- 16th–19th century
- MATERIAL AND TECHNIQUE:
- Gold, leather, and paint
- Overall: 6 3/4 x 4 1/2 in. (17.15 x 11.43 cm.)
- Arts of Asia
- 304 SNAIL GALLERY
- CREDIT LINE:
- Dallas Museum of Art, gift of David T. Owsley via the Alconda-Owsley Foundation
- Image courtesy Dallas Museum of Art
- OBJECT NUMBER:
Crowns or headdresses, like this example, are used in Tibetan Buddhist rituals. They are worn by young men during initiation ceremonies when they are accepted as monks in a Tibetan monastery, or during ritual chanting or monastic ritual dances. The crown has five Buddha figures, representing the teaching of meditation practices. Each of the figures has achieved enlightenment (passing beyond the wheel of life, death, and rebirth) but still helps people in understanding the teachings of the Buddha.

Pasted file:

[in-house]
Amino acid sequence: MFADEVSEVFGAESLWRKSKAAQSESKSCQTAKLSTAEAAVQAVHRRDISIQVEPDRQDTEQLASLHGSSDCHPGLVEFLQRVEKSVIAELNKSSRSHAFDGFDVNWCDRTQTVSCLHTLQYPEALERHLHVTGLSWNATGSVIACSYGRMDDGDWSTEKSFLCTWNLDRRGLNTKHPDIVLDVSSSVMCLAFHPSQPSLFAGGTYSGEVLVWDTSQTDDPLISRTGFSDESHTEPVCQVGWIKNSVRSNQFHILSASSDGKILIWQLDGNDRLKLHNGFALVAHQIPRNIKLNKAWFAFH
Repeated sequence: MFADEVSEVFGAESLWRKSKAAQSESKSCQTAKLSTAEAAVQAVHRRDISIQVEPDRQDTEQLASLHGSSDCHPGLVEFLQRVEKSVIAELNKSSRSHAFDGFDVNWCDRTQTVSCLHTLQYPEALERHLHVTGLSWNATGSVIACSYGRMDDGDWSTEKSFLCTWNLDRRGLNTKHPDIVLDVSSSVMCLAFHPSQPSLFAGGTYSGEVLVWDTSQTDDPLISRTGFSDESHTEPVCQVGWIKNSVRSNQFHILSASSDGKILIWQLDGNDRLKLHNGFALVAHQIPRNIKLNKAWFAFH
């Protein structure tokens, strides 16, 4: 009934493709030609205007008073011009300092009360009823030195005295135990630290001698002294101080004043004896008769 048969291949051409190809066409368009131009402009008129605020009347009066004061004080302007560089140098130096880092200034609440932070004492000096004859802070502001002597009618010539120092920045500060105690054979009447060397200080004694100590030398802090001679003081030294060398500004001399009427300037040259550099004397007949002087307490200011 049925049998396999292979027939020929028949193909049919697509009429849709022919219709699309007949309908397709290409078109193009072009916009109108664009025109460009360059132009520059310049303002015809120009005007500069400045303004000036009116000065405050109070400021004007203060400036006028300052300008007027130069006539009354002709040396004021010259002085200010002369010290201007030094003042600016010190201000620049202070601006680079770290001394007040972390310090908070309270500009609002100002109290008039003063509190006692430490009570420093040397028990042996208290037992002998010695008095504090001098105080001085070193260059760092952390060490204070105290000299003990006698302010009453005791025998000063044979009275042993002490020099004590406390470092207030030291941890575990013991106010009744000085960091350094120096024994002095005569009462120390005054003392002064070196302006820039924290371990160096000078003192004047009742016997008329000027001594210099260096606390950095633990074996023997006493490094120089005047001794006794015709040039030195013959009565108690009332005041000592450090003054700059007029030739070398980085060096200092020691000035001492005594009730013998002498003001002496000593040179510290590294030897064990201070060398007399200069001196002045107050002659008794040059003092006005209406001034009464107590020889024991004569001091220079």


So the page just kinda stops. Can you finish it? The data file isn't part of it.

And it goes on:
- Label text, Anne Bromberg, 2006.
- Asian Art Museum
Learn more about Tantric Buddhism.